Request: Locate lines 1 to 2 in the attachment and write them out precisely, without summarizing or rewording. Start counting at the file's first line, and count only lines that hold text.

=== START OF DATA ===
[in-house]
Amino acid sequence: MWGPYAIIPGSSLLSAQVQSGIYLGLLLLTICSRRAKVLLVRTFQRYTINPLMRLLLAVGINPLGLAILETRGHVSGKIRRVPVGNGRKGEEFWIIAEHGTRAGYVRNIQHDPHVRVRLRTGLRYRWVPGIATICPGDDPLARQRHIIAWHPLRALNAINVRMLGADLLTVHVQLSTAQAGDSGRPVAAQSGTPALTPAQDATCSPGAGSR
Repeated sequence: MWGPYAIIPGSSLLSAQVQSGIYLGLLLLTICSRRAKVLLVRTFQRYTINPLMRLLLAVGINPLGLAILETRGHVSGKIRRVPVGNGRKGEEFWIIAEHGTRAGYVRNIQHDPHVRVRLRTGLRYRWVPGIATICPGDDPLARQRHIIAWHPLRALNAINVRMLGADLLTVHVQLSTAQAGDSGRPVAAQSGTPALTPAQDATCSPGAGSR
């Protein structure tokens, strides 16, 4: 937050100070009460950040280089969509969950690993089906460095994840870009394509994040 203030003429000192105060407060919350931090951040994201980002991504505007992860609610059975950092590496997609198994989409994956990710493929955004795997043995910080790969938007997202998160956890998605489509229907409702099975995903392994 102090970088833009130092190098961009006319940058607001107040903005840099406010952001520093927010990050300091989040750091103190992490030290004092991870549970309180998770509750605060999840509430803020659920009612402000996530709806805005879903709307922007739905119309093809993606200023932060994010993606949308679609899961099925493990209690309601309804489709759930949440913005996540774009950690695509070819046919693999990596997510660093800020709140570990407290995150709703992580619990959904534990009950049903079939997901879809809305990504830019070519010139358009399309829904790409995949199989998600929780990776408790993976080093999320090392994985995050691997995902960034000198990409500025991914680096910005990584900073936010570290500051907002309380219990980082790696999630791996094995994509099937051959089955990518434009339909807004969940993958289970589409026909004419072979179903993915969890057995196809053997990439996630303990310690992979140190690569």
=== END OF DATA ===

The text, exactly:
[in-house]
Amino acid sequence: MWGPYAIIPGSSLLSAQVQSGIYLGLLLLTICSRRAKVLLVRTFQRYTINPLMRLLLAVGINPLGLAILETRGHVSGKIRRVPVGNGRKGEEFWIIAEHGTRAGYVRNIQHDPHVRVRLRTGLRYRWVPGIATICPGDDPLARQRHIIAWHPLRALNAINVRMLGADLLTVHVQLSTAQAGDSGRPVAAQSGTPALTPAQDATCSPGAGSR